The Disney CEO also said his company supports a national franchising plan to make it easier for telcos to get into the video delivery business, while "also supporting a level playing field for cable companies."
LAS VEGAS, Nevada -- Walt Disney CEO Robert Iger weighed in on the network neutrality debate Monday with an opinion guaranteed to please his hosts here at the TelecomNext show -- in that he doesn't think any new legislation is needed.
"We appreciate the pledges made" by the telecom and cable companies not to block or degrade services, applications or content, Iger said at the end of his keynote presentation. "We do not support any [Network Neutrality] legislation at this time."
Iger's was the only clear statement made on the issue during Monday afternoon's rapid-fire session of keynote presentations here, a slate of presenters that included Verizon CEO Ivan Seidenberg, Time-Warner cable CEO Glenn Britt and Norio Wada, President & CEO of Japanese provider NTT. The executive viewpoints were the headline event on the first day of the TelecomNext event, the new yearly gathering for the conglomerate of telecom providers that belong to the U.S. Telecom Association.
While Verizon and Seidenberg have contributed mightily to the Network Neutrality debate, weighing in strongly against any new legislation both in public appearances and in written statements, on Monday Seidenberg only made passing references to the issue in a speech that mainly focused on Verizon's strategy for building faster networks for the future.
Calling the light regulation of the wireless and cable markets "a good framework," Seidenberg said that "business and government need a shared vision to vault into the markets of the 21st century."
Iger, whose company is already participating in partnerships with access providers like Verizon and distributors like Apple's iTunes store for its branded content, said he's generally against heavy government regulation in areas where he sees "market forces" doing a good job of policing competition. He also said that Disney supports a national franchising plan to make it easier for telcos to get into the video-delivery business, while "also supporting a level playing field for cable companies."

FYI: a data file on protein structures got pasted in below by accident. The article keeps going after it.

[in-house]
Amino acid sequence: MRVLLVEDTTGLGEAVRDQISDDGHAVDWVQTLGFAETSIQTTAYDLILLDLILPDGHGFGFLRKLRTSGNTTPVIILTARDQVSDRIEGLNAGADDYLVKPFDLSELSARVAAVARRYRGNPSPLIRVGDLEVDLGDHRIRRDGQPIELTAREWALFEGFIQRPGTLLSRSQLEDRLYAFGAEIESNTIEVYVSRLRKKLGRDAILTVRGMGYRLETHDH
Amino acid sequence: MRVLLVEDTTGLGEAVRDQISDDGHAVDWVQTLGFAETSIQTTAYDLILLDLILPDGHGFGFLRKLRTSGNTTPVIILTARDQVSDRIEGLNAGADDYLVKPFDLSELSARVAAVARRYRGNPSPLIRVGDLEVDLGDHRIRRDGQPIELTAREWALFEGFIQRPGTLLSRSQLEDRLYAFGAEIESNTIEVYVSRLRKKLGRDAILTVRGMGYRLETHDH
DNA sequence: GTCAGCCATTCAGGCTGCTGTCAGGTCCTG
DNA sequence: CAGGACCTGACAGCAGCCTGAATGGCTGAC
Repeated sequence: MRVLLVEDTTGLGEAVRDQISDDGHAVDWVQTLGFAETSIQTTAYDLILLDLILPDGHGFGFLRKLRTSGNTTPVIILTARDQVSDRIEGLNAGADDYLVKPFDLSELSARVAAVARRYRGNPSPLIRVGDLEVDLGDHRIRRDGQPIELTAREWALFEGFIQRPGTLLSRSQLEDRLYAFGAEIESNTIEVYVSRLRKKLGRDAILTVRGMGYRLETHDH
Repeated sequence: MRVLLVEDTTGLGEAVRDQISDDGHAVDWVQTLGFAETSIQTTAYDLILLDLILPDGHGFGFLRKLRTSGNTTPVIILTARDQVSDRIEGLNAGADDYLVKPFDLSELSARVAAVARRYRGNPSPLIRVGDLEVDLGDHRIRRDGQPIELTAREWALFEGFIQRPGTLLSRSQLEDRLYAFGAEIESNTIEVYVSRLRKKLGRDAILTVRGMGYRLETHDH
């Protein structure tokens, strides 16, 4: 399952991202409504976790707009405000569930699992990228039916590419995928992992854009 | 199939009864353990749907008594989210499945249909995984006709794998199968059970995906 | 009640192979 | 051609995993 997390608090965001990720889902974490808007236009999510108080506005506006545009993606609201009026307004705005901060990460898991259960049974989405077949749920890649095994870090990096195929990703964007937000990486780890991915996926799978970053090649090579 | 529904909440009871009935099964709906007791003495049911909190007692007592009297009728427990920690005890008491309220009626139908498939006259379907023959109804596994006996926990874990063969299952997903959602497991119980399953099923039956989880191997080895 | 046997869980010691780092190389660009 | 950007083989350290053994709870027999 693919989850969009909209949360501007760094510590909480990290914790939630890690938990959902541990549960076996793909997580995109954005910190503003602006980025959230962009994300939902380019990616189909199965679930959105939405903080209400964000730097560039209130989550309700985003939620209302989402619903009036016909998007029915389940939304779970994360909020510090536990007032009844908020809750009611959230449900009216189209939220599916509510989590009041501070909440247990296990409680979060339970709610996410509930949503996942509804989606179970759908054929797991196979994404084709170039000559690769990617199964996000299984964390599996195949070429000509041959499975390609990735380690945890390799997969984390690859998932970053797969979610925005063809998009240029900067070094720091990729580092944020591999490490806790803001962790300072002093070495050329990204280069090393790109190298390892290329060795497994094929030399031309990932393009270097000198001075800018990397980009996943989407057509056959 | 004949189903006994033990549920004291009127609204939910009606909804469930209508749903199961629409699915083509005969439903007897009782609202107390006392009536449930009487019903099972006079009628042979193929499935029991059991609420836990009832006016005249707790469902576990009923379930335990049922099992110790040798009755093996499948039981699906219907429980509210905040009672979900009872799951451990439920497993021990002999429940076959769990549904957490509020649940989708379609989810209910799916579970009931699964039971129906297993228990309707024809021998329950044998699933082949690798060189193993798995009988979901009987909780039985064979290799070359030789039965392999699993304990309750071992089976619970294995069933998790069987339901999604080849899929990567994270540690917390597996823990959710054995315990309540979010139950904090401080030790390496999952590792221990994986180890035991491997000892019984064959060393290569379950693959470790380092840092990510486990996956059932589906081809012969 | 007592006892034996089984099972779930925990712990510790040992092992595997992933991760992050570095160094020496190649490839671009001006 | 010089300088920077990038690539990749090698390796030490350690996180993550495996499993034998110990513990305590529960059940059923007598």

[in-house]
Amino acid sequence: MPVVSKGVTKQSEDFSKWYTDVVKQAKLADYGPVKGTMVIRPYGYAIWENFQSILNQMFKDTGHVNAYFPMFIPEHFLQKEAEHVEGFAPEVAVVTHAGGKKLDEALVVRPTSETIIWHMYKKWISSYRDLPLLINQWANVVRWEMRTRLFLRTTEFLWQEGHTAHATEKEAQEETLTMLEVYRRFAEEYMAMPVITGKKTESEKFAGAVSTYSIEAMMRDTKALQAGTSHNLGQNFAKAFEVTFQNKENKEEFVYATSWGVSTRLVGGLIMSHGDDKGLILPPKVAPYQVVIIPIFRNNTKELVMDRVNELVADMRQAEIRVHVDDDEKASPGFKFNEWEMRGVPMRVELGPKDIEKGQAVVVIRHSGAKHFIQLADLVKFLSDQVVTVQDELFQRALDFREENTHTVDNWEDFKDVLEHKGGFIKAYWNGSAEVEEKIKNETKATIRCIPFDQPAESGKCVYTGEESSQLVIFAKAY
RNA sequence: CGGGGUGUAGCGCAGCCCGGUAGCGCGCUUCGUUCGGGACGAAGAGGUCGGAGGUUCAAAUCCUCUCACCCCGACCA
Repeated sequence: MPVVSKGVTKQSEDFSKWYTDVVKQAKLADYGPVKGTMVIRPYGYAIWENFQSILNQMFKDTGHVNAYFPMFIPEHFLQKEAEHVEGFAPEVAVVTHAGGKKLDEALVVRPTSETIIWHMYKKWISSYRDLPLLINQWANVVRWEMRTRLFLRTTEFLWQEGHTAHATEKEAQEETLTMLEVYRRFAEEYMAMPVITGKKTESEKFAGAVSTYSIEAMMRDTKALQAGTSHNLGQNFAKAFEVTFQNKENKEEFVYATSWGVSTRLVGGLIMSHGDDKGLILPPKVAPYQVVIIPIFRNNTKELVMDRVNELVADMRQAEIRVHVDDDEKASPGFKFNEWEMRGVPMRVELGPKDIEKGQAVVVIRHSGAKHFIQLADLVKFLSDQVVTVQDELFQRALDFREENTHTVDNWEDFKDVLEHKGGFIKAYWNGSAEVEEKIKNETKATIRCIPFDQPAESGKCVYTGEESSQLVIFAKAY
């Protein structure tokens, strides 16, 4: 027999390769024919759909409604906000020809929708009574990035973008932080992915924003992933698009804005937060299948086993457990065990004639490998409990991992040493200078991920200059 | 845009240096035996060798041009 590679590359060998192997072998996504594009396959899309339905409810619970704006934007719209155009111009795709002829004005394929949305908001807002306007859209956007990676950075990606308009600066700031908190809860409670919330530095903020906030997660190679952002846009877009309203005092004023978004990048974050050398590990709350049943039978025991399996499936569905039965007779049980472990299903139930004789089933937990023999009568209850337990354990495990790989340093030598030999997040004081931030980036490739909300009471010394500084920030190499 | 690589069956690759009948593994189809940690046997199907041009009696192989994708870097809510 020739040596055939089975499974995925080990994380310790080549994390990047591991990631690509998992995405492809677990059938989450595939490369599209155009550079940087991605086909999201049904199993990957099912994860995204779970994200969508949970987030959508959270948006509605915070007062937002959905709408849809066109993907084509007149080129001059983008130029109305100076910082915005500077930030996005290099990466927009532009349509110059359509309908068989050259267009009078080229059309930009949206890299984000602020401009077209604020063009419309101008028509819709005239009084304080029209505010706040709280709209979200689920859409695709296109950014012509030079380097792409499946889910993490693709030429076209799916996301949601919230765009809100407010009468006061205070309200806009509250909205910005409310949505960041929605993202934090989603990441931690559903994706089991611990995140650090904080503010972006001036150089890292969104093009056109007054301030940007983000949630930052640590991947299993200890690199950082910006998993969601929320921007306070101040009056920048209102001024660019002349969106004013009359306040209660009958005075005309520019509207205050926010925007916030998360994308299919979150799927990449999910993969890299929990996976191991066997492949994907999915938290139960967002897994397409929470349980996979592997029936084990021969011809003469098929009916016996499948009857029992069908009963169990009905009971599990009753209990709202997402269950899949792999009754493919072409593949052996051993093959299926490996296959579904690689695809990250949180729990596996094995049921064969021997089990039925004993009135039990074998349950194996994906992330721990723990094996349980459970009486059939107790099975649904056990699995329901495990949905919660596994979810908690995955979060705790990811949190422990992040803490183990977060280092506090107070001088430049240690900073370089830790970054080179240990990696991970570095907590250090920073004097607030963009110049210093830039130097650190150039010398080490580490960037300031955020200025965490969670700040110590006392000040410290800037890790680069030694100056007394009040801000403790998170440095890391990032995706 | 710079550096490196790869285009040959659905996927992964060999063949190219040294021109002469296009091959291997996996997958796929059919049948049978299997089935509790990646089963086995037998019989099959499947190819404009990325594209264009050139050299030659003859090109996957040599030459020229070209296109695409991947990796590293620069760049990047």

Iger also said Disney opposes regulatory or legislative requirements to offer a la carte cable programming, an idea that seems to be a favorite of FCC chairman Kevin Martin.
"It [a la carte regulation] is bad for our business, bad for your business and bad for the consumer," said Iger to the assembled crowd of mainly telco company employees, their customers and equipment suppliers. "I don't belive there's any market-based need [for such regulations]."
Offering somewhat of a counterpoint was NTT's Wada, who talked about his company's plans to build a fiber-based network in Japan that he said would be open to competitive providers and Internet service providers. Perhaps the most-curious inclusion in Monday's lineup was cable chief Britt, who noted that previously he might not have been invited to a USTA event.
But since Time-Warner cable is among the leaders in providing Voice over IP services -- the company claims 1.1 million users -- Britt deserves a spot at TelecomNext as much as the next CEO, and said to his new friends that they can expect competition from Time-Warner Cable on both the market and regulatory fronts, as they seek a "level playing field" on which to offer products and services.
Britt, who said he is opposed to the wholesale imposition of "old telecom rules" on cable companies entering the phone markets, derided companies (who he didn't name) who "run to the government, asking for favors to hobble competitors."
Britt said Time-Warner Cable is "for a level playing field -- and you can expect us to oppose any efforts to tilt it."
2014 Next-Gen WAN SurveyWhile 68% say demand for WAN bandwidth will increase, just 15% are in the process of bringing new services or more capacity online now. For 26%, cost is the problem. Enter vendors from Aryaka to Cisco to Pertino, all looking to use cloud to transform how IT delivers wide-area connectivity.
The UC Infrastructure TrapWorries about subpar networks tanking unified communications programs could be valid: Thirty-one percent of respondents have rolled capabilities out to less than 10% of users vs. 21% delivering UC to 76% or more. Is low uptake a result of strained infrastructures delivering poor performance?
Join us for a roundup of the top stories on InformationWeek.com for the week of December 7, 2014. Be here for the show and for the incredible Friday Afternoon Conversation that runs beside the program!